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Type H
Morane Saulnier Type H on display at the Musée de l'Air et de l'Espace at Paris Le Bourget airport
Role Sport aircraft
Manufacturer Morane-Saulnier
First flight 1913
Developed from Morane-Saulnier G
Variants Morane-Saulnier L

The Morane-Saulnier H was a sport aircraft produced in France in the years before the First World War,[1][2] a single-seat derivative of the successful Morane-Saulnier G with a slightly reduced wingspan[2] Like the Type G, it was a successful sporting and racing aircraft.

Operational history

During the second international aero meet, held at Wiener Neustadt in June 1913, Roland Garros won the precision landing prize in a Type H.[3] Later that same year, A Morane-Saulnier H was used to complete the first non-stop flight across the Mediterranean, from Fréjus in the south of France to Bizerte in Tunisia.[4]

The French Army ordered a batch of 26 aircraft, and the British Royal Flying Corps also acquired a small number, these latter machines purchased from Grahame-White, who was manufacturing the type in the UK under licence.[2] The French machines saw limited service in the opening stages of World War I, with pilots engaging in aerial combat using revolvers and carbines.[2]

The type was also produced under licence in Germany by Pfalz Flugzeugwerke, who built it as the E.I, E.II, E.IV, E.V, and E.VI, with increasingly powerful engines.[5][6] These were armed with a single, synchronised lMG 08 machine gun.[5][6]

Another German-built version, slightly longer, and featuring a steel-framed fuselage, a redesigned undercarriage integrated with the under-wing bracing pylons, and an enlarged, comma shaped rudder, entered production as the Fokker M.5. In 1915 this aircraft was fitted with a synchronised machine gun, forming the basis for the Fokker "Eindecker" monoplane fighters.[7]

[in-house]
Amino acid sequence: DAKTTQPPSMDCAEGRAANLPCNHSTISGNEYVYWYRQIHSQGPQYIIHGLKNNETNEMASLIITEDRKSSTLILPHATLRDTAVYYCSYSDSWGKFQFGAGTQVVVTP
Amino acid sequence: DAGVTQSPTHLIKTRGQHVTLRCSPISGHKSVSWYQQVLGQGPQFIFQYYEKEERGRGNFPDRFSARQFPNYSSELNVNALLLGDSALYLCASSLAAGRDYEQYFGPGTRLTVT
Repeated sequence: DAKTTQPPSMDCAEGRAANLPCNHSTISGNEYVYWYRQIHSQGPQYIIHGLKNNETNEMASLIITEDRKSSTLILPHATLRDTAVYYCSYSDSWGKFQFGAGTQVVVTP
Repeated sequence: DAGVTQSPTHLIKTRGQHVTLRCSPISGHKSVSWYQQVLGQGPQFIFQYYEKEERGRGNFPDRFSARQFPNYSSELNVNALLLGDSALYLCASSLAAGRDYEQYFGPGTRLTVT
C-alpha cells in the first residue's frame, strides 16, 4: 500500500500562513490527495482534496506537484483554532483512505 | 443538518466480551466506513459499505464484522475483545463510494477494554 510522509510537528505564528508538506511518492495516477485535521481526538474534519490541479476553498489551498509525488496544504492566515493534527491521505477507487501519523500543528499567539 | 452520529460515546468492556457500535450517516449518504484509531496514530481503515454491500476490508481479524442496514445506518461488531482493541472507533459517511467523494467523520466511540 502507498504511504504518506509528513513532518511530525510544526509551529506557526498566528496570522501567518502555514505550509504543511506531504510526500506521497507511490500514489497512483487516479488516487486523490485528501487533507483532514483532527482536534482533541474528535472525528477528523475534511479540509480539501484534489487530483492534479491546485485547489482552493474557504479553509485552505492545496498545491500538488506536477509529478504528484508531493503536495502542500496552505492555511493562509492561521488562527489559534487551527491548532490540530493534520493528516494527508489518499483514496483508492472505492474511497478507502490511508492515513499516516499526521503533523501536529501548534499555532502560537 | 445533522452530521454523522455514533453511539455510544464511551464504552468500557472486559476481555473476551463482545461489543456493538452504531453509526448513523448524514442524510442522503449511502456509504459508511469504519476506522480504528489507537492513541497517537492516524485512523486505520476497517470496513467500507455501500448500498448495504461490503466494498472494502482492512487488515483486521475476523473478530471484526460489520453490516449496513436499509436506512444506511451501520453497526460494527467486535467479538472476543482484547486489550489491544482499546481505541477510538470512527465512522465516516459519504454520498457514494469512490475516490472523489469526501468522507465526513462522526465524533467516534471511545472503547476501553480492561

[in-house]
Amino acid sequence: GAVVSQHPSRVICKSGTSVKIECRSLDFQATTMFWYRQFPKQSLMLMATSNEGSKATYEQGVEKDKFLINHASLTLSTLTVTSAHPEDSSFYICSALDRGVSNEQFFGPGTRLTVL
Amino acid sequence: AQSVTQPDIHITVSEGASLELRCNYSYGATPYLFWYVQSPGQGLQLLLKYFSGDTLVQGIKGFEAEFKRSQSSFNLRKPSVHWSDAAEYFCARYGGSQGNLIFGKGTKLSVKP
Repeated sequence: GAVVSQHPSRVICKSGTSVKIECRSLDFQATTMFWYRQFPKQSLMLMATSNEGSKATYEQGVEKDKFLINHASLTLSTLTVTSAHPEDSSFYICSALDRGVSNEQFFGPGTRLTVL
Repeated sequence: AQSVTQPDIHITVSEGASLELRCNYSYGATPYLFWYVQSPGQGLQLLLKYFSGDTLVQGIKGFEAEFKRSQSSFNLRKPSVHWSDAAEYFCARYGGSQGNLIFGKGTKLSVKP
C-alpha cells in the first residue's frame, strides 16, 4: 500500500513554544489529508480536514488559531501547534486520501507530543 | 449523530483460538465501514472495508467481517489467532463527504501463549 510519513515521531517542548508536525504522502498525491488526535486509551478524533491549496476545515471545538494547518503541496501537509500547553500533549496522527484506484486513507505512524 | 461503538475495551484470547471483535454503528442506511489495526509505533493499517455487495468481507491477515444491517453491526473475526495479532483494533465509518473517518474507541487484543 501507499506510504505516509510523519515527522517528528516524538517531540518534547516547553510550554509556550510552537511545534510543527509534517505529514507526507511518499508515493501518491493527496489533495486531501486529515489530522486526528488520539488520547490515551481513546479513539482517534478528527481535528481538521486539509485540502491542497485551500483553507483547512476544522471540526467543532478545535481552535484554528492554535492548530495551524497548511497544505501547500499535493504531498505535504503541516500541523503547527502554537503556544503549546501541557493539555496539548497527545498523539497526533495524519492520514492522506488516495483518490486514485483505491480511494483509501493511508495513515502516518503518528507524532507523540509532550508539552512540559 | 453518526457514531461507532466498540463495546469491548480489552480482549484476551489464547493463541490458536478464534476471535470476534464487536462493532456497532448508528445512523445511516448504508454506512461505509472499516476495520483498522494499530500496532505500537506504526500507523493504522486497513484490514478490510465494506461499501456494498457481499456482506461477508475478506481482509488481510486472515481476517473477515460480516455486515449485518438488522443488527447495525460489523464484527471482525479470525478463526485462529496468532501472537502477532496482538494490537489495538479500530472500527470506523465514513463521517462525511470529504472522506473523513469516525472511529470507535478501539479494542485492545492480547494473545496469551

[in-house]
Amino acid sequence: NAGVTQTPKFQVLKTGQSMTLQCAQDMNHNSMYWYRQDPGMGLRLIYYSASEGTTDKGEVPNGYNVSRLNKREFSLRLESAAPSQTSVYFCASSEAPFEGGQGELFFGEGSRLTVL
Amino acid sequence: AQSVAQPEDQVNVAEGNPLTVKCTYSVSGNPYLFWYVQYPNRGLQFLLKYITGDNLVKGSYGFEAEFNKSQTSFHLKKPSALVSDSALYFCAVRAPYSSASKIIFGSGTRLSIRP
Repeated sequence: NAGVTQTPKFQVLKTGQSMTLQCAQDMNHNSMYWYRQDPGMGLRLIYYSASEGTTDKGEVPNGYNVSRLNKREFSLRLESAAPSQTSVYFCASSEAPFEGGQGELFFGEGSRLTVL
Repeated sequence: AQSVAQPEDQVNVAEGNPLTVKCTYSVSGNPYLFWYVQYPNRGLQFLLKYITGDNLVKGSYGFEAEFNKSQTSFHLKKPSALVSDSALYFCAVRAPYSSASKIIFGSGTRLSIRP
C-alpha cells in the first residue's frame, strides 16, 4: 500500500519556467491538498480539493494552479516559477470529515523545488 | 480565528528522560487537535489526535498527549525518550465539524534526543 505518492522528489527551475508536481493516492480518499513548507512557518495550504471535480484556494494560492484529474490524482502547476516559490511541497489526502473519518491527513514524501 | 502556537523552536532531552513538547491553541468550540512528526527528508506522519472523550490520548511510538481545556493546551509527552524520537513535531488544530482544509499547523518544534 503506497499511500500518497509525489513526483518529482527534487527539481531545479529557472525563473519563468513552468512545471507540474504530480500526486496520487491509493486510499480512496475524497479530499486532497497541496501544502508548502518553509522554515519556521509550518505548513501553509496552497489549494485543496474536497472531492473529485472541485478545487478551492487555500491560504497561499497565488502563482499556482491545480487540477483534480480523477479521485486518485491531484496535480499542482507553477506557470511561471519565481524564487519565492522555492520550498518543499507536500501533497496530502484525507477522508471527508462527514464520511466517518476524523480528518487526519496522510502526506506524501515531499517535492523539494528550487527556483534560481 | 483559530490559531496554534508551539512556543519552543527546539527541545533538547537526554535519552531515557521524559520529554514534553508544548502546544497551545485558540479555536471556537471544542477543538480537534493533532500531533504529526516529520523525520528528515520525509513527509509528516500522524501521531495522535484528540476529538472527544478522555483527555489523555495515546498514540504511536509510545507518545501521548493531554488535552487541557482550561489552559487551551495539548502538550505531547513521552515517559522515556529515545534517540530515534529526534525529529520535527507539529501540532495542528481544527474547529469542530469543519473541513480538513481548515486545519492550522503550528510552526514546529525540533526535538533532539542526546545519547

A Type H is preserved at the Musée de l'Air et de l'Espace in Le Bourget.


Morane-Saulnier versions

  • MoS.1 H (single seater)
  • MoS.2 G (two seater)
  • MoS.3 L (parasol monoplane)
  • MoS.13 M (armoured single seater)

Pfalz versions

  • E.I - with Oberursel U.0 rotary engine (45 built)[8]
  • E.II - with Oberursel U.I rotary engine (130 built)[8]
  • E.IV - with Oberursel U.III rotary engine (46 built)[8]
  • E.V - with Mercedes D.I water-cooled, inline engine (20 built)[8]
  • E.VI - with Oberursel U.I engine, lengthened fuselage, enlarged tail fin and reduced bracing (20 built as trainers)[8][9]

Fokker version

  • Fokker M.5 - basis for the Fokker Eindecker fighters.


Flag of Denmark.svg Denmark
 United Kingdom
  • Russian Empire


Data from

General characteristics

  • Crew: One pilot
  • Length: 5.84 m (19 ft 2 in)
  • Wingspan: 9.12 m (29 ft 11 in)
  • Height: 2.26 m (7 ft 5 in)
  • Empty weight: 188 kg (415 lb)
  • Gross weight: 444 kg (979 lb)
  • Powerplant: 1 × Le Rhône 9C, 60 kW (80 hp)


  • Maximum speed: 120 km/h (75 mph)
  • Range: 177 km (111 miles)
  • Service ceiling: 1,000 m (3,280 ft)


  1. Taylor 1989, p.648
  2. 2.0 2.1 2.2 2.3 "The Illustrated Encyclopedia of Aircraft", p.2539
  3. Hartmann 2001, 11
  4. Flying the Mediterranean Flight 27 September 1913
  5. 5.0 5.1 The Illustrated Encyclopedia of Aircraft, p.2698
  6. 6.0 6.1 Grosz 1996
  7. Brannon (1996), pp.7-9
  8. 8.0 8.1 8.2 8.3 8.4 Herris 2001, p.10 Cite error: Invalid <ref> tag; name "Herris" defined multiple times with different content Cite error: Invalid <ref> tag; name "Herris" defined multiple times with different content Cite error: Invalid <ref> tag; name "Herris" defined multiple times with different content Cite error: Invalid <ref> tag; name "Herris" defined multiple times with different content
  9. Grosz 1996, p.27


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